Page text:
Ninety-four percent of small businesses believe the need for an outside advisor will increase or stay the same in the next two years, according to a recent LIMRA study.
In particular, LIMRA found that firms with 10 to 24 employees, companies that are still establishing themselves, and those that are actively looking to expand are the most likely to see a need for an advisor in the next two years.
"According to the U.S. Census Bureau, 98 percent of businesses in the U.S. have fewer than 100 employees, accounting for approximately 35 percent of the U.S. workforce (40 million workers). Yet only half of these companies use an advisor for business or personal needs regardless of whether they offer benefits to employees," says Mary Boyce, associate analyst, LIMRA Insurance Research. "This presents a huge opportunity for advisors who are able to demonstrate their value."
Half of the employers surveyed who use an advisor said they were satisfied with their advisor. However, there is room for improvement, as 4 out of 10 small businesses were neutral with regards to satisfaction with their advisor. The top reason small business employers gave for eliminating their advisor was cost. Generally speaking, employers believe the advisor's role is transactional rather than as an advisor.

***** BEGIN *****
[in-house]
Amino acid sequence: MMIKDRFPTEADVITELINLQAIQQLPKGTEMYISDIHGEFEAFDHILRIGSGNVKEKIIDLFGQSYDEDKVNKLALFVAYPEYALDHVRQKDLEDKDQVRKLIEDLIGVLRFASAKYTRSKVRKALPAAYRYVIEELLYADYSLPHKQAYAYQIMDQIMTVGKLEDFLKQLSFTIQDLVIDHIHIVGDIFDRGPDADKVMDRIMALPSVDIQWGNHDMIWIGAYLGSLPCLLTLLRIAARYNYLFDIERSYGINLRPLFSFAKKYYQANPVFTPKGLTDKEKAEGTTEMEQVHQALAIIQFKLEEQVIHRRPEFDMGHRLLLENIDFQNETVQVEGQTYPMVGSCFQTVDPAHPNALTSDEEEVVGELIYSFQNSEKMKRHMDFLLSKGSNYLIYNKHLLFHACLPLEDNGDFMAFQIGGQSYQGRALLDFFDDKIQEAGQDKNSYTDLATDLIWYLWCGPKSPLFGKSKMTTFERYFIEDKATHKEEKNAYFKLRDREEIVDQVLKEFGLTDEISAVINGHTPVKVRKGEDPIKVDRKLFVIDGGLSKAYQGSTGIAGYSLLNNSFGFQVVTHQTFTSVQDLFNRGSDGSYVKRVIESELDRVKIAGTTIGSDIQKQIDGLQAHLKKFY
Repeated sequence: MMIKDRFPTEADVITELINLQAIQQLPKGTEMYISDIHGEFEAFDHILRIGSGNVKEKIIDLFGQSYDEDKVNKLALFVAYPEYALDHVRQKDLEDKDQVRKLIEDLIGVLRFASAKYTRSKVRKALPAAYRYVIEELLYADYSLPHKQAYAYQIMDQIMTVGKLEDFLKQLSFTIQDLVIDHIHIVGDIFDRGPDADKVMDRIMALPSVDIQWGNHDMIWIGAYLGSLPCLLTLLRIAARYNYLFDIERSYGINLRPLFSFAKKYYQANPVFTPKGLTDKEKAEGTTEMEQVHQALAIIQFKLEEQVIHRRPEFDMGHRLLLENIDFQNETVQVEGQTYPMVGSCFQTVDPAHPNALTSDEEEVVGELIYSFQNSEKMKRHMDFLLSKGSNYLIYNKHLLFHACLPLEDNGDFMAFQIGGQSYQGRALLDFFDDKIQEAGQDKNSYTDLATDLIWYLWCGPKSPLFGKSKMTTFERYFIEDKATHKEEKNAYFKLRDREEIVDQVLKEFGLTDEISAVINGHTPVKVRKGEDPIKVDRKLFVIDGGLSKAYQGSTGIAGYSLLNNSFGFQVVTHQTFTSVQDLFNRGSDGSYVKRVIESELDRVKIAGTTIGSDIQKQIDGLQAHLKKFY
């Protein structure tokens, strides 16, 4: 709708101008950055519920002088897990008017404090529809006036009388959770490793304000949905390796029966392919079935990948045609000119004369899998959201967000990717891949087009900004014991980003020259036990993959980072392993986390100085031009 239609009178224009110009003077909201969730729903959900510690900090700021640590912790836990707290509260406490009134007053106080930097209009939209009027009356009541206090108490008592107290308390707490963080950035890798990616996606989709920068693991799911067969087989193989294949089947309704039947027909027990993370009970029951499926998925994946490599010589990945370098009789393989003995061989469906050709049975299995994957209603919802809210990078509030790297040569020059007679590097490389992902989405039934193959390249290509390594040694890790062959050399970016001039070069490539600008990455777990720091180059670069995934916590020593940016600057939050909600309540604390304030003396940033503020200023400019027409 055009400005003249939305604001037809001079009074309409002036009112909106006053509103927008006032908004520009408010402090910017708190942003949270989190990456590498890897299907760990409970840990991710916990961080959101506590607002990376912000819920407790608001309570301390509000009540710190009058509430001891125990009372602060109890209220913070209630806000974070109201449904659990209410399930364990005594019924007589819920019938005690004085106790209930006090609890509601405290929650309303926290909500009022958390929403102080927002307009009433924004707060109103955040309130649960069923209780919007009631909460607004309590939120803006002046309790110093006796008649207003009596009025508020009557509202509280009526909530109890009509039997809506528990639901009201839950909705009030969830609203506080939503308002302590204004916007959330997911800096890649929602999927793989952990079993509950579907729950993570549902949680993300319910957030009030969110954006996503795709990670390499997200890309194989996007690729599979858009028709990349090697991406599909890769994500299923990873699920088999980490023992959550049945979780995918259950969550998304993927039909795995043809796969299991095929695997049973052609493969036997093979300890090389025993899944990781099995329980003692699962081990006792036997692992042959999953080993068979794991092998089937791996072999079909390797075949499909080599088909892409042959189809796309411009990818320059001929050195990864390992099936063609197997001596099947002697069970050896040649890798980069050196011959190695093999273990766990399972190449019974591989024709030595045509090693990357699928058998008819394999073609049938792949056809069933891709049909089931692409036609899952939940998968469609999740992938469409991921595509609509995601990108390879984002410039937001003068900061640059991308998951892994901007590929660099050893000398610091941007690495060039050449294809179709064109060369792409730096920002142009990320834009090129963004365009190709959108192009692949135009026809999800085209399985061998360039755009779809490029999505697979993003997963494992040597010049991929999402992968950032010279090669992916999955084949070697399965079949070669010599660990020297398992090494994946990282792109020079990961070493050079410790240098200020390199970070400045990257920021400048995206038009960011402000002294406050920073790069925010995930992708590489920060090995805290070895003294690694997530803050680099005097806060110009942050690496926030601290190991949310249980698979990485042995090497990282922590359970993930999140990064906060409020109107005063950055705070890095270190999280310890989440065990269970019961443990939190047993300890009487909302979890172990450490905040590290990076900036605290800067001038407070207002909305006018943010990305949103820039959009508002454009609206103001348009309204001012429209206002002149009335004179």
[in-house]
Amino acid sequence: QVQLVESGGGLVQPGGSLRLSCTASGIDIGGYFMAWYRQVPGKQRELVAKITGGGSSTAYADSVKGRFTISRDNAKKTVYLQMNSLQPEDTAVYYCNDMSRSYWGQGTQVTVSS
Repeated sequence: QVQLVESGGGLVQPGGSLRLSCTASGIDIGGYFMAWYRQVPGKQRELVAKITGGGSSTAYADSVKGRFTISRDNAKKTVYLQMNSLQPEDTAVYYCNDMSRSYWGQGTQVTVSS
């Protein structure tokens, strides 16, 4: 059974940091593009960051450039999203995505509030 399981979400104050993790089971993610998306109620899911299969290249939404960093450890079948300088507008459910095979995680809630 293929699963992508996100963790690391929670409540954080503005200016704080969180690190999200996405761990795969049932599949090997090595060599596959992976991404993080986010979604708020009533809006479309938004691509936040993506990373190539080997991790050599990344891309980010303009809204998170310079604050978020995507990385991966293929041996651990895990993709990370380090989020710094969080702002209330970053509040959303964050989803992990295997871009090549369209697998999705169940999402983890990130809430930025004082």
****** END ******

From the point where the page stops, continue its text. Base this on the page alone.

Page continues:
The survey found that employers relied on their advisors for various services. The most important include reviewing their plans to ensure that the rates are competitive and services are current, and reviewing the renewal rate adjustment to ensure it is competitive (chart).
For more information, visit LIMRA at www.limra.com.
By Ayo Mseka